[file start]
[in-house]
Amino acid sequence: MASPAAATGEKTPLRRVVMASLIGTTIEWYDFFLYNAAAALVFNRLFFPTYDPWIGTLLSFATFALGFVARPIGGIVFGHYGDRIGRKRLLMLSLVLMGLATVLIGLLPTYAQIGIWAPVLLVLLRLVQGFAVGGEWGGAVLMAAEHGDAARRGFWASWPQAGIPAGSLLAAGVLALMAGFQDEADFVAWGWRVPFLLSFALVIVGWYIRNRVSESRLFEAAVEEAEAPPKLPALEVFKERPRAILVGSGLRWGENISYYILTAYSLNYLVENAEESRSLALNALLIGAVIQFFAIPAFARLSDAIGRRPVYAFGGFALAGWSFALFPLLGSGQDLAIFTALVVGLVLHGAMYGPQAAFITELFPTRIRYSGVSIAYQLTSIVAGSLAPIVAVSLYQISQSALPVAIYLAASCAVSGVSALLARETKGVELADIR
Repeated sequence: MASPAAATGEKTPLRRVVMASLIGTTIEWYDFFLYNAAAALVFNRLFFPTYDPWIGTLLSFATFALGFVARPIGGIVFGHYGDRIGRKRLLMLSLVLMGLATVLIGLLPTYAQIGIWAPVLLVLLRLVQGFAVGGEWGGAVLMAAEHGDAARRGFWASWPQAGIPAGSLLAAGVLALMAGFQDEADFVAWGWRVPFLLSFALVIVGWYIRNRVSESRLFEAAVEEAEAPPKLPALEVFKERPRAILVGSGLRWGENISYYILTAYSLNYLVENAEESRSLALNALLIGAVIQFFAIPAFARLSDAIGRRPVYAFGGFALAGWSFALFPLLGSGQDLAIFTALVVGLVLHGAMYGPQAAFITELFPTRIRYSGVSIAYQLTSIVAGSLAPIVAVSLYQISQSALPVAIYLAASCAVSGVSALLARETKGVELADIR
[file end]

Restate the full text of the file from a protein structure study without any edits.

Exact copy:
[in-house]
Amino acid sequence: MASPAAATGEKTPLRRVVMASLIGTTIEWYDFFLYNAAAALVFNRLFFPTYDPWIGTLLSFATFALGFVARPIGGIVFGHYGDRIGRKRLLMLSLVLMGLATVLIGLLPTYAQIGIWAPVLLVLLRLVQGFAVGGEWGGAVLMAAEHGDAARRGFWASWPQAGIPAGSLLAAGVLALMAGFQDEADFVAWGWRVPFLLSFALVIVGWYIRNRVSESRLFEAAVEEAEAPPKLPALEVFKERPRAILVGSGLRWGENISYYILTAYSLNYLVENAEESRSLALNALLIGAVIQFFAIPAFARLSDAIGRRPVYAFGGFALAGWSFALFPLLGSGQDLAIFTALVVGLVLHGAMYGPQAAFITELFPTRIRYSGVSIAYQLTSIVAGSLAPIVAVSLYQISQSALPVAIYLAASCAVSGVSALLARETKGVELADIR
Repeated sequence: MASPAAATGEKTPLRRVVMASLIGTTIEWYDFFLYNAAAALVFNRLFFPTYDPWIGTLLSFATFALGFVARPIGGIVFGHYGDRIGRKRLLMLSLVLMGLATVLIGLLPTYAQIGIWAPVLLVLLRLVQGFAVGGEWGGAVLMAAEHGDAARRGFWASWPQAGIPAGSLLAAGVLALMAGFQDEADFVAWGWRVPFLLSFALVIVGWYIRNRVSESRLFEAAVEEAEAPPKLPALEVFKERPRAILVGSGLRWGENISYYILTAYSLNYLVENAEESRSLALNALLIGAVIQFFAIPAFARLSDAIGRRPVYAFGGFALAGWSFALFPLLGSGQDLAIFTALVVGLVLHGAMYGPQAAFITELFPTRIRYSGVSIAYQLTSIVAGSLAPIVAVSLYQISQSALPVAIYLAASCAVSGVSALLARETKGVELADIR